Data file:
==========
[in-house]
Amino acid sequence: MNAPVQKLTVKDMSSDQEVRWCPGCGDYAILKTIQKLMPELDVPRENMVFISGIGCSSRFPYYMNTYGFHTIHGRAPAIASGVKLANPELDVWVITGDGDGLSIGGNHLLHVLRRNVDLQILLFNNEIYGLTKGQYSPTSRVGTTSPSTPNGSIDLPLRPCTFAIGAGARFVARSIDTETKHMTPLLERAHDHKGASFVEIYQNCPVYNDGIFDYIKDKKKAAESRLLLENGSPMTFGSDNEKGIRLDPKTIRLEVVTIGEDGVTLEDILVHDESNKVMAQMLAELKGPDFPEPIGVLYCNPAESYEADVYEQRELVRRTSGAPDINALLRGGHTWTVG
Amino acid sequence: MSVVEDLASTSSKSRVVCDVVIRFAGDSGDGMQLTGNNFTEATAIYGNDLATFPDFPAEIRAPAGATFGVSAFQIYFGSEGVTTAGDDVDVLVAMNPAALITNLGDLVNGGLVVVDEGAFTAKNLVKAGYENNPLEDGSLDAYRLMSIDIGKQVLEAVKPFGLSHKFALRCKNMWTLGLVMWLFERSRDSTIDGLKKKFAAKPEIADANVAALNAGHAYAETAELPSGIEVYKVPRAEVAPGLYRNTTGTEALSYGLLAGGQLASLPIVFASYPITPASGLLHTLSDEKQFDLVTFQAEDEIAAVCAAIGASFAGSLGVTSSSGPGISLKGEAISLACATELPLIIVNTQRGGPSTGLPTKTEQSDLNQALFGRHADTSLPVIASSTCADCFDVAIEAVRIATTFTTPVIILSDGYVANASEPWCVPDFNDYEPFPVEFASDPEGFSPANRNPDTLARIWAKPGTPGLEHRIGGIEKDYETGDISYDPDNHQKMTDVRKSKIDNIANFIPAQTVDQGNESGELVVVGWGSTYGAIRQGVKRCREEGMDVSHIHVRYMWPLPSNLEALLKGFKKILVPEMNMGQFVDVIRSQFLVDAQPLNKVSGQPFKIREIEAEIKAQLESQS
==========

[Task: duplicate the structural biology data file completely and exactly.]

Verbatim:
[in-house]
Amino acid sequence: MNAPVQKLTVKDMSSDQEVRWCPGCGDYAILKTIQKLMPELDVPRENMVFISGIGCSSRFPYYMNTYGFHTIHGRAPAIASGVKLANPELDVWVITGDGDGLSIGGNHLLHVLRRNVDLQILLFNNEIYGLTKGQYSPTSRVGTTSPSTPNGSIDLPLRPCTFAIGAGARFVARSIDTETKHMTPLLERAHDHKGASFVEIYQNCPVYNDGIFDYIKDKKKAAESRLLLENGSPMTFGSDNEKGIRLDPKTIRLEVVTIGEDGVTLEDILVHDESNKVMAQMLAELKGPDFPEPIGVLYCNPAESYEADVYEQRELVRRTSGAPDINALLRGGHTWTVG
Amino acid sequence: MSVVEDLASTSSKSRVVCDVVIRFAGDSGDGMQLTGNNFTEATAIYGNDLATFPDFPAEIRAPAGATFGVSAFQIYFGSEGVTTAGDDVDVLVAMNPAALITNLGDLVNGGLVVVDEGAFTAKNLVKAGYENNPLEDGSLDAYRLMSIDIGKQVLEAVKPFGLSHKFALRCKNMWTLGLVMWLFERSRDSTIDGLKKKFAAKPEIADANVAALNAGHAYAETAELPSGIEVYKVPRAEVAPGLYRNTTGTEALSYGLLAGGQLASLPIVFASYPITPASGLLHTLSDEKQFDLVTFQAEDEIAAVCAAIGASFAGSLGVTSSSGPGISLKGEAISLACATELPLIIVNTQRGGPSTGLPTKTEQSDLNQALFGRHADTSLPVIASSTCADCFDVAIEAVRIATTFTTPVIILSDGYVANASEPWCVPDFNDYEPFPVEFASDPEGFSPANRNPDTLARIWAKPGTPGLEHRIGGIEKDYETGDISYDPDNHQKMTDVRKSKIDNIANFIPAQTVDQGNESGELVVVGWGSTYGAIRQGVKRCREEGMDVSHIHVRYMWPLPSNLEALLKGFKKILVPEMNMGQFVDVIRSQFLVDAQPLNKVSGQPFKIREIEAEIKAQLESQS